the appropriate medical official and receiving permission to

leave the city.


Umpires are to check daily for official MLB email. The Crew Chief is responsible

for ensuring this is done. “Heads-Up” information will be electronically

transmitted to crews at least 24 hours in advance of a series. Umpires are to

respond immediately to any “request for return receipt” that accompanies an MLB

email. Any “emergency” or last-minute information that is emailed will be preceded

by a telephone call to the crew.

It is important that crews advise the Umpiring Department in a timely manner

(see Basic Agreement Article 9.H) via phone or email whenever a situation

occurs that has the potential for future “trouble” between Clubs in order that other

crews may be advised via the Heads-Up Program.


Certain policies are intended to protect the integrity of Major League Baseball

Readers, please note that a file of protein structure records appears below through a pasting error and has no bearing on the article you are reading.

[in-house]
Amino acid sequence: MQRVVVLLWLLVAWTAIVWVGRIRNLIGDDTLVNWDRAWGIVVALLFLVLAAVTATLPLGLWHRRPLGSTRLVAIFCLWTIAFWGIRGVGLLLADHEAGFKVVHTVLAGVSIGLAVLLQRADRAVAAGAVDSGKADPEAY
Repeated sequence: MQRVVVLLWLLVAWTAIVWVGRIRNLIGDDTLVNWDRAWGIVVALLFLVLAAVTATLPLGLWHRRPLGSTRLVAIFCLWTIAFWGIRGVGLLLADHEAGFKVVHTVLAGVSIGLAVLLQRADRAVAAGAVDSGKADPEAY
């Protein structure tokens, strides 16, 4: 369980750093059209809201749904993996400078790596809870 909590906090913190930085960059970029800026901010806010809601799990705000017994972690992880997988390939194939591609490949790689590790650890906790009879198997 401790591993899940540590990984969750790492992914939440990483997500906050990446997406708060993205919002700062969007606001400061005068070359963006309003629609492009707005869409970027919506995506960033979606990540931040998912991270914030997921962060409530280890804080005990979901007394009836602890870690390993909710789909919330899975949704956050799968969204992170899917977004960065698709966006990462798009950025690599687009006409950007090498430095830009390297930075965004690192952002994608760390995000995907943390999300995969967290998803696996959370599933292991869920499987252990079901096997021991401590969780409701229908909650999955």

and the image of Major League Baseball Umpires as impartial and professional

arbiters. These policies are set forth in Article 9 of the Basic Agreement, Rule 21 of

the Major League Rules, and in this manual. These policies include the following:


• Any umpire who bets any sum whatsoever upon any baseball game in connection

with which the umpire has no duty to perform shall be declared

ineligible for one year.

• Any umpire who bets any sum whatsoever upon any baseball game in connection

with which the umpire has a duty to perform shall be declared permanently


• Any umpire who places bets with illegal bookmakers, or agents for illegal

bookmakers, shall be subject to such penalty as the Commissioner deems

appropriate in light of the facts and circumstances of the conduct. An illegal

bookmaker is defined as an individual who accepts, places or handles

wagers on sporting events from members of the public as part of a gambling

operation that is unlawful in the jurisdiction in which the bets are accepted.

• Any umpire who operates or works for an illegal bookmaking business shall

be subject to a minimum of a one-year suspension by the Commiss ioner.

• If an umpire is contacted (either in person, by telephone, or otherwise) by

anyone for the purpose of influencing the umpire to do an improper act that

would affect the outcome of a game, the umpire must advise the Office of

the Commissioner immediately.